Love them or hate them, chain restaurants are unavoidable in London. There’s now a Byron on every corner, a Pizza Express in every postcode and more Pret a Manger’s than i’ve had hot dinners!

But the thing is, they’re reliable. You know what you’re getting when you walk through into their generically decorated dining rooms; there’s a level of expectation that they always manage to live up to. The menu will rarely change, the food will maintain a level of uniformed flavour and the prices will always be affordable. Chain restaurants allow us to dine within a certain comfort zone – we know we’re never going to be blown away by the food, but we also know the risk of a dreadful meal is low. It’s low risk, OK reward, and sometimes that’s all you want.

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One of the chain restaurants I enjoy going to (and probably go to most often) is Yo Sushi. The sushi is always fresh, it’s incredibly quick and in many respects, quite healthy. However, since I first moved to London 5 years ago, the price of a Blue Plate has gone by by 10 pence every year. What used to be £2.40 per plate is now £2.80 and rising. It seems pretty low (and maybe a petty point to be making), but once you’ve enjoyed 2 or 3 plates of a variety of colours (a yellow plate, while often delicious, will set you back £6.25!), you may have spent £15 on your lunch and still have room for more.

So what’s the solution? Obviously you can’t spend all day every day trying to recreate the numerous sushi plates on offer at each of these belt operated chains, but the odd dish is certainly within reach.

As you may or may not know, I am a Community Founder of Tabl, the home for pop-up kitchens, “secret” supper clubs and food adventures. At the moment their blog is a haven of alternative recipes for the nation’s favourite restaurant chain dishes, and they all have a healthy twist too. So, on the quest for No Chain, More Gain, i’ve decided to give a Yo! Sushi favourite of mine a bit of a home-made twist.

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The Yo! Sushi Mochi balls are an acquired taste, but mochi is becoming so popular right now that we can’t really ignore it. Yo! have removed the colourful mochi balls from their dessert menu and replaced with a gorgeously gooey cheesecake mochi dessert, alongside a chocolate option too, but the recipe I have for you is a little healthier than that (and taught to me whilst out in Asia this Summer!)

You will need:

300 g of glutinous/sticky rice flour (you can get this from a local asian super market or online)

100 ml low fat coconut milk

3 tsp Matcha Green Tea Powder (I use this one)

50 g Coconut shavings

50 g Palm Sugar

Boiling water (in a pan, over a hob)

Start by mixing the flour, matcha powder and coconut milk together in a bowl, gently bringing it all together. It’ll start to feel a bit like stretchy bread dough. It’s oddly satisfying. You should have a nice green colour to this dough from your matcha powder. You can always add some green food colouring if you want it to be super green or more matcha if you like the taste. Matcha is a superfood with tons of health benefits so you can be liberal with it if you want. When I first learnt to make these, we added colouring so they looked truly luminous!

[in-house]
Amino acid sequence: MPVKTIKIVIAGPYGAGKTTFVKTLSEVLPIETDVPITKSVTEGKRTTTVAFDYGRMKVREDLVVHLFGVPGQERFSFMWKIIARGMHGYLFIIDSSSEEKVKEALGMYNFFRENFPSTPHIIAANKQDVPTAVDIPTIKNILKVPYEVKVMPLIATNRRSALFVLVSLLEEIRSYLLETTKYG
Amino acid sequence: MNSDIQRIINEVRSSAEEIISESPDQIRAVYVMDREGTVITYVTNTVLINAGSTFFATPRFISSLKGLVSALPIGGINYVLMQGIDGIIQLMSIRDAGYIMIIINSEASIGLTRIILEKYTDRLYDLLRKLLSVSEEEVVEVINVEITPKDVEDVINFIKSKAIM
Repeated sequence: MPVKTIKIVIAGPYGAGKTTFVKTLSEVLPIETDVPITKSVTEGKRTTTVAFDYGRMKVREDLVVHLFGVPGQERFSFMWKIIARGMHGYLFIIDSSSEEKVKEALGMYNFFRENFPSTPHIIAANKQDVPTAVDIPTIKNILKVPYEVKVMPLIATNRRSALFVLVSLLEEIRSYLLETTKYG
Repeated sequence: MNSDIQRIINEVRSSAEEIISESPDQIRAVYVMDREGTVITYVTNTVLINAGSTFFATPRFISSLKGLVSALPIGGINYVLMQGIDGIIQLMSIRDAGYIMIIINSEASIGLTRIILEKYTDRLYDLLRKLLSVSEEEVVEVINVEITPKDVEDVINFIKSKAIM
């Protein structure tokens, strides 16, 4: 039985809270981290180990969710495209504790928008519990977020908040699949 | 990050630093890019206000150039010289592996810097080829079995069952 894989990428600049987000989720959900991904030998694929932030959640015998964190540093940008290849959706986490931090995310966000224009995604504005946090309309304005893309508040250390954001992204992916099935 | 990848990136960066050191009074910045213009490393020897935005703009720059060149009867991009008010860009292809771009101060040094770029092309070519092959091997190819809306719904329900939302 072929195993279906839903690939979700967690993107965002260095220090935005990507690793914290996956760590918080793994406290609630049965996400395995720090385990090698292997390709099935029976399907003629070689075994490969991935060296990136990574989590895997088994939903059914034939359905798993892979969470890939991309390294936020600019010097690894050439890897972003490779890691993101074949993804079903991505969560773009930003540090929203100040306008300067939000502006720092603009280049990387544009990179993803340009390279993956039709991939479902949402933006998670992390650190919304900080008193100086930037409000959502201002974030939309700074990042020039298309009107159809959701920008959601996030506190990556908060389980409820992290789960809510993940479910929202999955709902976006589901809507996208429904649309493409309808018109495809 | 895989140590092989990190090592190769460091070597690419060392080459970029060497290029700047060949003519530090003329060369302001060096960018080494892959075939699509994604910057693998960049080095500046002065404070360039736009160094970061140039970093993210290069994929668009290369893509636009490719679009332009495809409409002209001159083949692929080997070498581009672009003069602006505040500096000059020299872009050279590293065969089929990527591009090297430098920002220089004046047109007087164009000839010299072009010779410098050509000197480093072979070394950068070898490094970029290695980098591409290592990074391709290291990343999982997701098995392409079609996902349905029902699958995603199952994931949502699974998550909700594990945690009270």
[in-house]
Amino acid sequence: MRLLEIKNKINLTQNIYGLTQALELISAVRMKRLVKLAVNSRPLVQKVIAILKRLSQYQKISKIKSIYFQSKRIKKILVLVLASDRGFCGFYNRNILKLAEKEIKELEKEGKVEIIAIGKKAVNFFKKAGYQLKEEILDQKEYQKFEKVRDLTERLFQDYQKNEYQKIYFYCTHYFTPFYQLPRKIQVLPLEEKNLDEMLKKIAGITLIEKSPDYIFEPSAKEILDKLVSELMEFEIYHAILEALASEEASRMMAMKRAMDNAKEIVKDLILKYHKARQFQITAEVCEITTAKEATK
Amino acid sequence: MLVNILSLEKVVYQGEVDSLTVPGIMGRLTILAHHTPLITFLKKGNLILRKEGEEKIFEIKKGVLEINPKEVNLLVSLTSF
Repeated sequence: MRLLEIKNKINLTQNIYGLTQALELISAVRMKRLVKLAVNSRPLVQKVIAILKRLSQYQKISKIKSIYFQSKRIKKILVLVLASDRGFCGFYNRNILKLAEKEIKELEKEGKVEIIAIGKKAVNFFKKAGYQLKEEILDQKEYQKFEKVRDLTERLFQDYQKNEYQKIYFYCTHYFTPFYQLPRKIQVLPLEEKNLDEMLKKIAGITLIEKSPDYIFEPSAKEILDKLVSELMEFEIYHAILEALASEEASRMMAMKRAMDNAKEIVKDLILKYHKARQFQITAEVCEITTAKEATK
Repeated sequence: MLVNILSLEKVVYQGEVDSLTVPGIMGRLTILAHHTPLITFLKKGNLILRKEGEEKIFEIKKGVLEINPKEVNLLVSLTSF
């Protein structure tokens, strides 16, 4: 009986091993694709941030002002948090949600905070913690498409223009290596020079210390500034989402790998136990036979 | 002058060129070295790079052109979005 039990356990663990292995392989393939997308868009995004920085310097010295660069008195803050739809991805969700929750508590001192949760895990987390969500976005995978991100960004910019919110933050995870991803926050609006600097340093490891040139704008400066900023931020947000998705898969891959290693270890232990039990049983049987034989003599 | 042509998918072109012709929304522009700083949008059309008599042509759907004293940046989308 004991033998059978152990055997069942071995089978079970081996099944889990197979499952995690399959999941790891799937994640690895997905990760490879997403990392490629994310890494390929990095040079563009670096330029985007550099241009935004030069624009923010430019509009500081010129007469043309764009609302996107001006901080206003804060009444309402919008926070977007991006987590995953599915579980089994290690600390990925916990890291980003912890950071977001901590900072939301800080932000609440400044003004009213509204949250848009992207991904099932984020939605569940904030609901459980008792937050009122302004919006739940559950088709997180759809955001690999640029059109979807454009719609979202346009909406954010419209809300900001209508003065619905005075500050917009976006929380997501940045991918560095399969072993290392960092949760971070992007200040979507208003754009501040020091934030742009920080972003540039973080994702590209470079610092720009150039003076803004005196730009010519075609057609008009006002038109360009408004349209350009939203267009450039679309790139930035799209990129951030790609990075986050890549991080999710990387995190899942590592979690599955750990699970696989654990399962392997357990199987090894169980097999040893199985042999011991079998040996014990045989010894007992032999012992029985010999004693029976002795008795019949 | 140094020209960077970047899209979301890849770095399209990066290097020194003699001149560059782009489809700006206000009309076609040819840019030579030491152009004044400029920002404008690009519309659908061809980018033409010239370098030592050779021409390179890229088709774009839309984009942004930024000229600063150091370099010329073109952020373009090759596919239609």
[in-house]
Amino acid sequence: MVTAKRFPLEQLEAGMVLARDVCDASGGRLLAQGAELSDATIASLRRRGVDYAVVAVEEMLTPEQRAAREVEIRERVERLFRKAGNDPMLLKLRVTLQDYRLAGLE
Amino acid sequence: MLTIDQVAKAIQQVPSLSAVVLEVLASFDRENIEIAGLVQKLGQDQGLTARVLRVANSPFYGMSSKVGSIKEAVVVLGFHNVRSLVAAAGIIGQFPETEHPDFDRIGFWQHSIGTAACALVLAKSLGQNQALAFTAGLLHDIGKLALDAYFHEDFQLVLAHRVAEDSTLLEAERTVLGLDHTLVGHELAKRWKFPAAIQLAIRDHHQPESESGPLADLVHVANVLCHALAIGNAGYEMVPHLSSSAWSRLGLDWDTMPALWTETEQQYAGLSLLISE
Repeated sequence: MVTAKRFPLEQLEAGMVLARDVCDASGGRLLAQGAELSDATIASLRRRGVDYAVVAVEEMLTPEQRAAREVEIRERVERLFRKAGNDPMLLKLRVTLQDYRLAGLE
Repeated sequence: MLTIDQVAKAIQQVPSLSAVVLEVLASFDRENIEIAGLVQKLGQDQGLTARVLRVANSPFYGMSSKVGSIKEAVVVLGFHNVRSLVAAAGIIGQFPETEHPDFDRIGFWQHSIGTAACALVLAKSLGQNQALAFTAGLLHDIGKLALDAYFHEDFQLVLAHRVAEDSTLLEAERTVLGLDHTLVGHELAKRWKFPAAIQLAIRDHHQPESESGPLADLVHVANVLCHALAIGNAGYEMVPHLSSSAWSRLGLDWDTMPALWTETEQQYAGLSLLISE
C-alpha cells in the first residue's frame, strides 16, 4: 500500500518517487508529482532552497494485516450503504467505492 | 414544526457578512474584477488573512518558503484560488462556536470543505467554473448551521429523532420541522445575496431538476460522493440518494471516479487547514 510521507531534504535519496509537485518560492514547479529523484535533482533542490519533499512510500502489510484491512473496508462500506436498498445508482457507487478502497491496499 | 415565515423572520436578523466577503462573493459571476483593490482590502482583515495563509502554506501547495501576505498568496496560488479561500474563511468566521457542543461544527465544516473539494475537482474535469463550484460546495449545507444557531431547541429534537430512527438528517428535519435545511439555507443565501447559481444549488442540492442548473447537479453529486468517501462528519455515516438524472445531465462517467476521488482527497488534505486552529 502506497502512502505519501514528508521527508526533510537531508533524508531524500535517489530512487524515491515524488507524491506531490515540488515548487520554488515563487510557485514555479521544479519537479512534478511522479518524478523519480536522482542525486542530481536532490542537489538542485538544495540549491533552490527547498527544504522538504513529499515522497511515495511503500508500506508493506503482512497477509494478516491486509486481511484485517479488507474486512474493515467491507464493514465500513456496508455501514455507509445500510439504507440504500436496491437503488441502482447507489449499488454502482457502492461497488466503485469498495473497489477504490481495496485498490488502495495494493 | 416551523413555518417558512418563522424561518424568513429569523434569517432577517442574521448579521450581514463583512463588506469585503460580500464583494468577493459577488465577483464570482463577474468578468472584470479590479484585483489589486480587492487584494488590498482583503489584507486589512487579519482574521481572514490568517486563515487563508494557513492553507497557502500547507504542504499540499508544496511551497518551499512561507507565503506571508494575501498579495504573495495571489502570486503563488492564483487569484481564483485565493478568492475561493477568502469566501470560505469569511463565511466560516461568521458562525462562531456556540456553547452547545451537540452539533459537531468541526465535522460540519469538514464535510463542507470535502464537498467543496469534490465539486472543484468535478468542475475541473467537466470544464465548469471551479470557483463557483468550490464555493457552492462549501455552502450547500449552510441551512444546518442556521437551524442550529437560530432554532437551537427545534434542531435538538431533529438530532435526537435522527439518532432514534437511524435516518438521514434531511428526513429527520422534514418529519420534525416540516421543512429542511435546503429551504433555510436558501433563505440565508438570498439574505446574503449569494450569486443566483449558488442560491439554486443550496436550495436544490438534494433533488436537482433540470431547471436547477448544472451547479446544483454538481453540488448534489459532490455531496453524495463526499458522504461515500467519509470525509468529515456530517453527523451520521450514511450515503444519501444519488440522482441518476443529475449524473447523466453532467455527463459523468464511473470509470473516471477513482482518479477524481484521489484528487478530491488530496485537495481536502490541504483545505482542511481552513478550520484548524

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IMG_6972Once it’s all combined, it’s time to start creating your balls. They should be smaller than a golf ball; maybe aim for slightly bigger than a large marble. Then flatten them out (keeping them round) and add in a large pinch of palm sugar. Close the balls back up, making sure the palm sugar is sealed in. You can put any filling in you like. A dollop of nutella could be delicious, or even some fruit, but I think the palm sugar is particularly delicious, especially once it’s melted on the inside. Just don’t be afraid to pack it in. The more, the tastier!

Do this until all your dough has been used up, and then place into the boiling water. The balls will sink initially, and will bob to the surface when cooked, just like gnocchi!IMG_6974

Scoop them out carefully (they will be VERY hot) and let them drain on a plate. Whilst still hot, roll them in your grated coconut (or whatever topping you’d like! Coco powder would work well, as would icing sugar, but coconut shavings are certainly healthier!)

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Allow them to cool for 10 or so minutes before taking a bite as the sugar on the inside will be hot and runny. Once they’re ready, take a bite… they’re chewy and gloopy, with a gorgeously sweet centre and an oddly addictive texture.

They take about 15 minutes tops to make (even if sourcing the ingredients is a little more complicated) and are certainly kinder to both the wallet and the waistline (thanks to the matcha which has metabolism boosting qualities!)

To make Yo’s chocolate mochi, substitute the Matcha powder for coco powder and place a small dollop of nutella in centre before sealing, boiling and rolling in more coco powder – not as healthy, but a great way to satisfy your chocolate cravings!